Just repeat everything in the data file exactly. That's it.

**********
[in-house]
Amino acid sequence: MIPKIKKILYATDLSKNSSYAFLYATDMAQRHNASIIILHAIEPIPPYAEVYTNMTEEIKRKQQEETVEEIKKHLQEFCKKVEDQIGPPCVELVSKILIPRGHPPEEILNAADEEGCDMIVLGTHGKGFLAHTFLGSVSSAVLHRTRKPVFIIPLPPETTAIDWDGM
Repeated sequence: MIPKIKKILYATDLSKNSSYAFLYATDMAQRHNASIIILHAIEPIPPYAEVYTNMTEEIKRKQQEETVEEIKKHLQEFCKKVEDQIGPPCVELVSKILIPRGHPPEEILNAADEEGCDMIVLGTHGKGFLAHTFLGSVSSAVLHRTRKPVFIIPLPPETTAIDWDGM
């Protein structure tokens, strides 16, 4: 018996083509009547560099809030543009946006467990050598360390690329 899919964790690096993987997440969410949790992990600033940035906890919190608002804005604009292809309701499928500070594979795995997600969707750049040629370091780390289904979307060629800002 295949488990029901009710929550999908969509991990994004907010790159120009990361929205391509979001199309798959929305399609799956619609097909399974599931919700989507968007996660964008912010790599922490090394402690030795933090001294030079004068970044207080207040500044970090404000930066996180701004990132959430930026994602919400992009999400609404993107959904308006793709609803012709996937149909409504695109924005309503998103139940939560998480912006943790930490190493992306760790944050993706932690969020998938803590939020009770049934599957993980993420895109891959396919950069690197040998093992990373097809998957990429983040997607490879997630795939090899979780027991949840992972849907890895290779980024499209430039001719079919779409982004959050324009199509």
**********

[in-house]
Amino acid sequence: MIPKIKKILYATDLSKNSSYAFLYATDMAQRHNASIIILHAIEPIPPYAEVYTNMTEEIKRKQQEETVEEIKKHLQEFCKKVEDQIGPPCVELVSKILIPRGHPPEEILNAADEEGCDMIVLGTHGKGFLAHTFLGSVSSAVLHRTRKPVFIIPLPPETTAIDWDGM
Repeated sequence: MIPKIKKILYATDLSKNSSYAFLYATDMAQRHNASIIILHAIEPIPPYAEVYTNMTEEIKRKQQEETVEEIKKHLQEFCKKVEDQIGPPCVELVSKILIPRGHPPEEILNAADEEGCDMIVLGTHGKGFLAHTFLGSVSSAVLHRTRKPVFIIPLPPETTAIDWDGM
């Protein structure tokens, strides 16, 4: 018996083509009547560099809030543009946006467990050598360390690329 899919964790690096993987997440969410949790992990600033940035906890919190608002804005604009292809309701499928500070594979795995997600969707750049040629370091780390289904979307060629800002 295949488990029901009710929550999908969509991990994004907010790159120009990361929205391509979001199309798959929305399609799956619609097909399974599931919700989507968007996660964008912010790599922490090394402690030795933090001294030079004068970044207080207040500044970090404000930066996180701004990132959430930026994602919400992009999400609404993107959904308006793709609803012709996937149909409504695109924005309503998103139940939560998480912006943790930490190493992306760790944050993706932690969020998938803590939020009770049934599957993980993420895109891959396919950069690197040998093992990373097809998957990429983040997607490879997630795939090899979780027991949840992972849907890895290779980024499209430039001719079919779409982004959050324009199509």